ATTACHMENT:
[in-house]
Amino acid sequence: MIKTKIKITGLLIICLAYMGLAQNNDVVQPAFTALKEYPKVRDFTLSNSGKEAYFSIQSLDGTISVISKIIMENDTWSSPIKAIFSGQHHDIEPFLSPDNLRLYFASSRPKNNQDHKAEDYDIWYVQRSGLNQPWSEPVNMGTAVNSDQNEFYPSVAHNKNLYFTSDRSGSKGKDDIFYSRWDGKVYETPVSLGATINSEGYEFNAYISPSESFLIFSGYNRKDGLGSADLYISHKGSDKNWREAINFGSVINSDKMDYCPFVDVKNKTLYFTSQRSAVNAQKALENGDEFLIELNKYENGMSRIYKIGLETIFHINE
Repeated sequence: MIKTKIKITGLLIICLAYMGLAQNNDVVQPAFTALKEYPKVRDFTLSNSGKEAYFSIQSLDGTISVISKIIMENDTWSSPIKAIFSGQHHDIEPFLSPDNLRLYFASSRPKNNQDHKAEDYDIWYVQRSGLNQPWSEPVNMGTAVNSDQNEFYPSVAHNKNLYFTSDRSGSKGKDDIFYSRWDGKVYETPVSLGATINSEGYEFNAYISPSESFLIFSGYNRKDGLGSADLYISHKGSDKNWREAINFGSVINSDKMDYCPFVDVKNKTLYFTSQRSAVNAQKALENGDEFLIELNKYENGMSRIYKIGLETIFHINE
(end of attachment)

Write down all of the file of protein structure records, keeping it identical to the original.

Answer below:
[in-house]
Amino acid sequence: MIKTKIKITGLLIICLAYMGLAQNNDVVQPAFTALKEYPKVRDFTLSNSGKEAYFSIQSLDGTISVISKIIMENDTWSSPIKAIFSGQHHDIEPFLSPDNLRLYFASSRPKNNQDHKAEDYDIWYVQRSGLNQPWSEPVNMGTAVNSDQNEFYPSVAHNKNLYFTSDRSGSKGKDDIFYSRWDGKVYETPVSLGATINSEGYEFNAYISPSESFLIFSGYNRKDGLGSADLYISHKGSDKNWREAINFGSVINSDKMDYCPFVDVKNKTLYFTSQRSAVNAQKALENGDEFLIELNKYENGMSRIYKIGLETIFHINE
Repeated sequence: MIKTKIKITGLLIICLAYMGLAQNNDVVQPAFTALKEYPKVRDFTLSNSGKEAYFSIQSLDGTISVISKIIMENDTWSSPIKAIFSGQHHDIEPFLSPDNLRLYFASSRPKNNQDHKAEDYDIWYVQRSGLNQPWSEPVNMGTAVNSDQNEFYPSVAHNKNLYFTSDRSGSKGKDDIFYSRWDGKVYETPVSLGATINSEGYEFNAYISPSESFLIFSGYNRKDGLGSADLYISHKGSDKNWREAINFGSVINSDKMDYCPFVDVKNKTLYFTSQRSAVNAQKALENGDEFLIELNKYENGMSRIYKIGLETIFHINE